Gratitude

Gratitude

eBook - 2015
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"My predominant feeling is one of gratitude. I have loved and been loved. I have been given much and I have given something in return. Above all, I have been a sentient being, a thinking animal, on this beautiful planet, and that in itself has been an enormous privilege and adventure."--Oliver Sacks. No writer has succeeded in capturing the medical and human drama of illness as honestly and as eloquently as Oliver Sacks. During the last few months of his life, he wrote a set of essays in which he movingly explored his feelings about completing a life and coming to terms with his own death. "It is the fate of every human being," Sacks writes, "to be a unique individual, to find his own path, to live his own life, to die his own death." Together, these four essays form an ode to the uniqueness of each human being and to gratitude for the gift of life. "Oliver Sacks was like no other clinician, or writer. He was drawn to the homes of the sick, the institutions of the most frail and disabled, the company of the unusual and the 'abnormal.' He wanted to see humanity in its many variants and to do so in his own, almost anachronistic way--face to face, over time, away from our burgeoning apparatus of computers and algorithms. And, through his writing, he showed us what he saw."--Atul Gawande, author of Being Mortal. From the Hardcover edition.
Publisher: New York : Alfred A. Knopf, 2015.
ISBN: 9781743548936
1743548931
9780451492968
045149296X
Characteristics: 1 online resource.
Summary: "My predominant feeling is one of gratitude. I have loved and been loved. I have been given much and I have given something in return. Above all, I have been a sentient being, a thinking animal, on this beautiful planet, and that in itself has been an enormous privilege and adventure."--Oliver Sacks. No writer has succeeded in capturing the medical and human drama of illness as honestly and as eloquently as Oliver Sacks. During the last few months of his life, he wrote a set of essays in which he movingly explored his feelings about completing a life and coming to terms with his own death. "It is the fate of every human being," Sacks writes, "to be a unique individual, to find his own path, to live his own life, to die his own death." Together, these four essays form an ode to the uniqueness of each human being and to gratitude for the gift of life. "Oliver Sacks was like no other clinician, or writer. He was drawn to the homes of the sick, the institutions of the most frail and disabled, the company of the unusual and the 'abnormal.' He wanted to see humanity in its many variants and to do so in his own, almost anachronistic way--face to face, over time, away from our burgeoning apparatus of computers and algorithms. And, through his writing, he showed us what he saw."--Atul Gawande, author of Being Mortal. From the Hardcover edition.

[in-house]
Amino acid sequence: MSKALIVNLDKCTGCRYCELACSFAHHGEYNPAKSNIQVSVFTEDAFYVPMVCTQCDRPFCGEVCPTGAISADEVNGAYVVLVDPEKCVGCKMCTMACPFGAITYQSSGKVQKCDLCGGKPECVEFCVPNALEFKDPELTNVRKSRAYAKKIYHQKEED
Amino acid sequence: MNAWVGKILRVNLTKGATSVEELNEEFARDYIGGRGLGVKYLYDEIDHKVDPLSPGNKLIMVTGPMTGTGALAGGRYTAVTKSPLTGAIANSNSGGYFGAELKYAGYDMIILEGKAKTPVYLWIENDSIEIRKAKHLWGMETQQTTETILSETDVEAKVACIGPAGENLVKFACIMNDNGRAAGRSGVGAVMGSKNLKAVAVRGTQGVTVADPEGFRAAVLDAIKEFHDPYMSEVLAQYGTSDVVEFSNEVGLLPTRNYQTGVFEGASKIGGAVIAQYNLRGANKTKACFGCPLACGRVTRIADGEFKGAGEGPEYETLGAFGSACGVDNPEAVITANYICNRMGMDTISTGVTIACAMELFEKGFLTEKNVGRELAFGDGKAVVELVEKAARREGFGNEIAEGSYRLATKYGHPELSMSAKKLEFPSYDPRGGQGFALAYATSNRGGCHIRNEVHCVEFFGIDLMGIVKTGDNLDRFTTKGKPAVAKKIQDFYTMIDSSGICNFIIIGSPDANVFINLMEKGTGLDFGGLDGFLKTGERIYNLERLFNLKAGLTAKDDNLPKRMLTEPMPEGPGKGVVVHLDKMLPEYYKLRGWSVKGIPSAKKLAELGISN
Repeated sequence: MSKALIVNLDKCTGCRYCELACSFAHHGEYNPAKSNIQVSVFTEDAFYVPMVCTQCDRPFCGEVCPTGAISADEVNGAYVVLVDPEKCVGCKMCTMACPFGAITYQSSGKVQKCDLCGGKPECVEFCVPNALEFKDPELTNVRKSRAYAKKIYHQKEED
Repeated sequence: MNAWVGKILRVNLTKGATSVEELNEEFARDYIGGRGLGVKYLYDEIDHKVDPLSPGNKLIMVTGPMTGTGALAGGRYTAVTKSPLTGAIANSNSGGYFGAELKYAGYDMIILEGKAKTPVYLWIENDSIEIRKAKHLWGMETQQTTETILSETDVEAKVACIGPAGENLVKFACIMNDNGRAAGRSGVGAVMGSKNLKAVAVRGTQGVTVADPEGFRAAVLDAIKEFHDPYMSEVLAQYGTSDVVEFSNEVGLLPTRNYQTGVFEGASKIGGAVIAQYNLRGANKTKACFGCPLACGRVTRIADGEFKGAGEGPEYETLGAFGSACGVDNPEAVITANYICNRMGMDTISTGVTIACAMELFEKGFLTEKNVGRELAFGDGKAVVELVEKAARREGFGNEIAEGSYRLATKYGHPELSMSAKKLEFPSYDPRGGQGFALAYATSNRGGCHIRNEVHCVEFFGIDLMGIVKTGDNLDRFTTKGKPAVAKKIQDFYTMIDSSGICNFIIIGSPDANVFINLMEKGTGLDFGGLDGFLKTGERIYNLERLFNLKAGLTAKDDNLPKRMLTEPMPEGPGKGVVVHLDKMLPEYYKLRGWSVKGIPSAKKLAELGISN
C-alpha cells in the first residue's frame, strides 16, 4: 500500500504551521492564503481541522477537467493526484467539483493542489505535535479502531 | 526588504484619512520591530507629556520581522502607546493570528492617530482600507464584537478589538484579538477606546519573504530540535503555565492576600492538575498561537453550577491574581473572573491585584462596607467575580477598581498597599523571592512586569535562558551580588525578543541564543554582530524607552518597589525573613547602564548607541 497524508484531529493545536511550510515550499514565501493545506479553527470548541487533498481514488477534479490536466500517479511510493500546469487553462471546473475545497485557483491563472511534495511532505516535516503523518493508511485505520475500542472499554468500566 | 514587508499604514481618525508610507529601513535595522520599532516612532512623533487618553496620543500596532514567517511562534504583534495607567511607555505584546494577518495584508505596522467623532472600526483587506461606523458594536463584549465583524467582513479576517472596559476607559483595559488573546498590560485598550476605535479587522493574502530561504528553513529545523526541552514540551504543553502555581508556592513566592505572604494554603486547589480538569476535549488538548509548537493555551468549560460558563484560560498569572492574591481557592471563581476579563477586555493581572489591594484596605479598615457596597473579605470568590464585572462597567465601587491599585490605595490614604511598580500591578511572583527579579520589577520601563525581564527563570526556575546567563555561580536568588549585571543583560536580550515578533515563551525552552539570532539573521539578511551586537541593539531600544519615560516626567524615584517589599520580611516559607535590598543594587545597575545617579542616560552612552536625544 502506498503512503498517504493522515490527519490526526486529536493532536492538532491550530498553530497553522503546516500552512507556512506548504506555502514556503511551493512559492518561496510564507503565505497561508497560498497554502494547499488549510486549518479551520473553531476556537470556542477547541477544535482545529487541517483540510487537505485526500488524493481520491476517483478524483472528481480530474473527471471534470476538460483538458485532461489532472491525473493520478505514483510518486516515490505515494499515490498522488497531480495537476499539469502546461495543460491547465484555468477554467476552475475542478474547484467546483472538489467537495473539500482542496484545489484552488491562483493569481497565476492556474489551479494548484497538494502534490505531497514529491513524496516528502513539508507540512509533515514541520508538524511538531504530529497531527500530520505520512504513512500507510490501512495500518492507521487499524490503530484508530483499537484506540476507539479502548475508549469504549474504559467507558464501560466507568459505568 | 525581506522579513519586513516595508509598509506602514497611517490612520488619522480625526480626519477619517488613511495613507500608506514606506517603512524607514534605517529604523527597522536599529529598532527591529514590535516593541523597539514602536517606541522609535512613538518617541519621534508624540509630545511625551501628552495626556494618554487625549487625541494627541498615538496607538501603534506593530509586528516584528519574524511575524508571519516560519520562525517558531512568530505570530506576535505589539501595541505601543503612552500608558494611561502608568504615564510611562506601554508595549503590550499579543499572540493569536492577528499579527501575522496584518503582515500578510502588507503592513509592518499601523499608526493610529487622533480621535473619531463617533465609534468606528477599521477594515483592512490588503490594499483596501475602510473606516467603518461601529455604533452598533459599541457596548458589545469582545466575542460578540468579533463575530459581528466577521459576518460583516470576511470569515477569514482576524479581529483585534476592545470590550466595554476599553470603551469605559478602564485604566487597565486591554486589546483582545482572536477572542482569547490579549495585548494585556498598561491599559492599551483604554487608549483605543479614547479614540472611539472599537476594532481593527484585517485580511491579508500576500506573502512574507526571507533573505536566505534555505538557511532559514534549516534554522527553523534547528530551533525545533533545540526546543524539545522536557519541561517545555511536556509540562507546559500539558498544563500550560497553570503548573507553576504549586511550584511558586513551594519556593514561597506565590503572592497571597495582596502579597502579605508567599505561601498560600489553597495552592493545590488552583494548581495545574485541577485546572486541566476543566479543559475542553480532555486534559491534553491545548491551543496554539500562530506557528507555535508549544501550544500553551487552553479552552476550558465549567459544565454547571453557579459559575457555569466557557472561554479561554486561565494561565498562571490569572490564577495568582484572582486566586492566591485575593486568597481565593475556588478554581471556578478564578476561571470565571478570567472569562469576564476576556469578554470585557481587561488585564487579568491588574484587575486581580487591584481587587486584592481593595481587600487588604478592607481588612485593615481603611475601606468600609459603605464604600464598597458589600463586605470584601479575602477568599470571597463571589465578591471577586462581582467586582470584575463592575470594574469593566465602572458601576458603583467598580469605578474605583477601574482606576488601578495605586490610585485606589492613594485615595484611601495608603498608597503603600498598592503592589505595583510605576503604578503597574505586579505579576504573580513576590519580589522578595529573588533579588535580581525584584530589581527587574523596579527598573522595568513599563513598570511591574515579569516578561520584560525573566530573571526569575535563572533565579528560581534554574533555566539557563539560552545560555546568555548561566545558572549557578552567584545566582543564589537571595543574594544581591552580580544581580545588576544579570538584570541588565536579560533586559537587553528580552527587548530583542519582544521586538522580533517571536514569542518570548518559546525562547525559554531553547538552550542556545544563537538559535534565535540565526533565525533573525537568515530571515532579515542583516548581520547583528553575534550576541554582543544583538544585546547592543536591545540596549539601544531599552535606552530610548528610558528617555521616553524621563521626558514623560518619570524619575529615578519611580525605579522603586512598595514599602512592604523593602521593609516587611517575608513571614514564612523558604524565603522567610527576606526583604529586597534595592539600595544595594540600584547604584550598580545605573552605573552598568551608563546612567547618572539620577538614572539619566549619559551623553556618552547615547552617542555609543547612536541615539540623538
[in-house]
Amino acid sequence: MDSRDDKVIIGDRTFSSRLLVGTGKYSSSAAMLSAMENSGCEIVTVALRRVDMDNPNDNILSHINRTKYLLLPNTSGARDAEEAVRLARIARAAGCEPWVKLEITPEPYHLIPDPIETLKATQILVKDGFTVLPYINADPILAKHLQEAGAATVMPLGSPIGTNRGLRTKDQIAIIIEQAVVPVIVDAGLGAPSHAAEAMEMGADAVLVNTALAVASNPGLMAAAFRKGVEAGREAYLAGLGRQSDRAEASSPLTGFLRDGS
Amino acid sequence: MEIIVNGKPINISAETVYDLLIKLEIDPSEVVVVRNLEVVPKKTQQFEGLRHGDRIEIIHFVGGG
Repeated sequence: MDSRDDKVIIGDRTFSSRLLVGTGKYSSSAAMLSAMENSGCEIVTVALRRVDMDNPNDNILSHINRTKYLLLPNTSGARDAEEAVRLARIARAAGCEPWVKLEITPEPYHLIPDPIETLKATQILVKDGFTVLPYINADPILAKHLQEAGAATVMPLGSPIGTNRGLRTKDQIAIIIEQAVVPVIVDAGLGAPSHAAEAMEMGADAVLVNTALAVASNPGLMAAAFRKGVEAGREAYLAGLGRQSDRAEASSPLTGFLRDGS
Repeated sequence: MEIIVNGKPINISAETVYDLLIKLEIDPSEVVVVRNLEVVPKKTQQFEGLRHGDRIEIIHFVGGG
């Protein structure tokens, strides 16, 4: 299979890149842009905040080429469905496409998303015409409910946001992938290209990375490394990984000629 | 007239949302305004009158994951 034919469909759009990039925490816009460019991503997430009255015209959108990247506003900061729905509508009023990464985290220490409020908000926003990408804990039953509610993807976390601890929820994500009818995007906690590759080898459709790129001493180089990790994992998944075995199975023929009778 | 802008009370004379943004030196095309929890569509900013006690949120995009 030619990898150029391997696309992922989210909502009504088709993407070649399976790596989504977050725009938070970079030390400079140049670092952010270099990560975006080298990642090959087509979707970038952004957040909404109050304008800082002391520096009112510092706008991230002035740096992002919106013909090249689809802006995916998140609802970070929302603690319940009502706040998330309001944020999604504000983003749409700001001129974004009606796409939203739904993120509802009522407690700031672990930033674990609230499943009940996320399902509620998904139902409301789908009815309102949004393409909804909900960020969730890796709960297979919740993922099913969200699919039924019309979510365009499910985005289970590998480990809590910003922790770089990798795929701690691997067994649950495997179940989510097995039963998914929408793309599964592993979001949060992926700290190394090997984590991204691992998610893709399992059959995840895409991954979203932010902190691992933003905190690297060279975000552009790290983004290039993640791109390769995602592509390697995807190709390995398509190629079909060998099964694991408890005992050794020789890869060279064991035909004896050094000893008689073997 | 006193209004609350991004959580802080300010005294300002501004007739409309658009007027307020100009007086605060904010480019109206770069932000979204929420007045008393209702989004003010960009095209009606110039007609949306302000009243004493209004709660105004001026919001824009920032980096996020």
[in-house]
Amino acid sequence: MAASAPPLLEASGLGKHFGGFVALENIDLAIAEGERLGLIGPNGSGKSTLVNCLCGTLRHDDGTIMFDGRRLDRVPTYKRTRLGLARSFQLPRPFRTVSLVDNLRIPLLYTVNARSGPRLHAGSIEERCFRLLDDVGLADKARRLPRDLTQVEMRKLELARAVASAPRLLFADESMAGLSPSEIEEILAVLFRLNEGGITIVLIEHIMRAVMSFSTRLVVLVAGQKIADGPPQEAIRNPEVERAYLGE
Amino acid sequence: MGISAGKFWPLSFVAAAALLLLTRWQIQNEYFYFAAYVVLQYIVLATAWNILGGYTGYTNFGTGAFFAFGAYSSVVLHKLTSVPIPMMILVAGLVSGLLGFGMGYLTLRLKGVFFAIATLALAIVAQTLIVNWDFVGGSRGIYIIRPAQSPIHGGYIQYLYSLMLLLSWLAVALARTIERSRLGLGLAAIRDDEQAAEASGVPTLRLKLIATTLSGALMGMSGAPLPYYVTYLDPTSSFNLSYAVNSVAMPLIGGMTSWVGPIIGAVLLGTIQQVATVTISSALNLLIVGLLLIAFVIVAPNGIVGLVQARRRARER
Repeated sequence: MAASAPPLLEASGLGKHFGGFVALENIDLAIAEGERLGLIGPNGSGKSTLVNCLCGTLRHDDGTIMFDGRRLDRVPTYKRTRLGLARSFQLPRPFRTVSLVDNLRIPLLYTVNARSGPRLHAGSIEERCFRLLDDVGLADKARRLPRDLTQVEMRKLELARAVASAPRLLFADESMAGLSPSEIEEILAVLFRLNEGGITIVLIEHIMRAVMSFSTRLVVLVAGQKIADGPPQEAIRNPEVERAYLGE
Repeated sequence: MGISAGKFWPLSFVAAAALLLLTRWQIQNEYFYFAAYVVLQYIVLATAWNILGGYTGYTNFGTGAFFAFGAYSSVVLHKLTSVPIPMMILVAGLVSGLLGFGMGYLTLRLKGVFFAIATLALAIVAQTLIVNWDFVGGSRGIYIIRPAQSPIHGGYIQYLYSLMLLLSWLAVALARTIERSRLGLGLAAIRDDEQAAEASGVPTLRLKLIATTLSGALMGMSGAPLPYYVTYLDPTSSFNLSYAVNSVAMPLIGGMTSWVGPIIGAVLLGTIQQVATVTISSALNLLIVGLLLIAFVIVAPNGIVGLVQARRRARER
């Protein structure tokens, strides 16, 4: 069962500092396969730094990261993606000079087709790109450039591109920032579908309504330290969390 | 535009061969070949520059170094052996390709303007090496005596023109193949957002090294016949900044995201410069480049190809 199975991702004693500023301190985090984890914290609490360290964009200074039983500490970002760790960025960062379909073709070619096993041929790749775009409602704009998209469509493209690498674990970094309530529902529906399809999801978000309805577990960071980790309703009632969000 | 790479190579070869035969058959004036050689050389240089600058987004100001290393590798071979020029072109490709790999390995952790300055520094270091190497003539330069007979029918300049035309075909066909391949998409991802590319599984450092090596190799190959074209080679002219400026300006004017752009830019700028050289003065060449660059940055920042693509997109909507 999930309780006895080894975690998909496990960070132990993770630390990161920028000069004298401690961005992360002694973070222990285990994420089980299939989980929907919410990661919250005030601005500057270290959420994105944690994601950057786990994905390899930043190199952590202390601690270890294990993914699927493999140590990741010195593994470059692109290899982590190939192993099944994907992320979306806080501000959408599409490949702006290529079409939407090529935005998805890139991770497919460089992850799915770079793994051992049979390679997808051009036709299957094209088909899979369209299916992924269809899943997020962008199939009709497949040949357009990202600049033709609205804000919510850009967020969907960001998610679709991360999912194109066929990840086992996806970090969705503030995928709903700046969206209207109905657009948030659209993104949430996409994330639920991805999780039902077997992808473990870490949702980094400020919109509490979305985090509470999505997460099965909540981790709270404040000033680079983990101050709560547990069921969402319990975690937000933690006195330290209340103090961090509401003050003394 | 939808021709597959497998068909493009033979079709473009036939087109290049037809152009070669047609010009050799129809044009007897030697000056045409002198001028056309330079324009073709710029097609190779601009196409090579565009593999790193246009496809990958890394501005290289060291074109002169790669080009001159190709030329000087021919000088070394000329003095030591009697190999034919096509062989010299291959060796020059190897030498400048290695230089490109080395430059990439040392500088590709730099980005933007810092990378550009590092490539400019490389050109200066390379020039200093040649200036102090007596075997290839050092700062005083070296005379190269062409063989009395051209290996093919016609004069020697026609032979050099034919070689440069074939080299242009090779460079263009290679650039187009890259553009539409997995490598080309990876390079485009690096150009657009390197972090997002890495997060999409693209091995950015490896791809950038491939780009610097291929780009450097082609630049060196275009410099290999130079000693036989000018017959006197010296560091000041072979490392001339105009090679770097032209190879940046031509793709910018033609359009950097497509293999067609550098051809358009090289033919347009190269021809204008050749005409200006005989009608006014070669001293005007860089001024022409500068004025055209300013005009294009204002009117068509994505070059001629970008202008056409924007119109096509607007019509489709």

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1
1aa
Jul 19, 2017

Extremely brief but poignant and simple: from the heart. I had never known - and didn't suspect either - that he was homosexual (at least he didn't make such a big fuss about it).

j
JudithE
Oct 29, 2016

Short and lovely. A book I think I'd like to revisit when my death is closer. Thoughtful, simple. I may order it and add it to my "read to me when I'm dying" bookshelf.

r
Riddlereads
Oct 25, 2016

Gratitude is a quick and wonderful read--just a glimpse into Sacks' feelings on coming to terms with his imminent death and his appreciation for a life well-lived.

n
nofun7notever
Sep 23, 2016

This wonderful book is an interesting middle ground between emotional and stoic, a glimpse into the mindset of someone that is fully aware of their own pending death and their own ambivalence between fear and acceptance. Oliver Sacks is a terrific writer and this is a perfect ending to an illustrious career as a writer on neuroscience and hallucination. If you like this, read anything else from Sacks, or if you prefer your memoirs slightly more raw, William S Burroughs' final work, Last Words.

t
thinkingdoc
Jul 16, 2016

Short, lovely, thought provoking read. Written at the end of his life, these short pieces are full of gratitude for a life fully experienced.

s
sneha
Jul 09, 2016

A short, lovely read.

If you aren't familiar with the work of Oliver Sacks, I would recommend that you read one of his books on his neurological patients (like The Man Who Mistook His Wife for a Hat) before this one.

k
kakacurt
Apr 14, 2016

Excellent for Seniors or others who onder their mortality.

m
merci4u
Apr 06, 2016

Like a water in the desert, his words opened my heart silently and surely. Life is blessed to everyone, but it depends on each person.

k
klmt
Mar 25, 2016

Read 'On The Move' first and then read this very small book of 4 essays remembering that this is the last writing of Oliver Sacks. It is a surprisingly short and very simple read. It reflects a beautiful spirit and a gentleness of age.

ktnv Mar 25, 2016

A small book, a beautiful read, the last writing of Oliver Sacks.
“Above all, I have been a sentient being, a thinking animal, on this beautiful planet, and that in itself has been an enormous privilege and adventure.”
― Oliver Sacks, Gratitude

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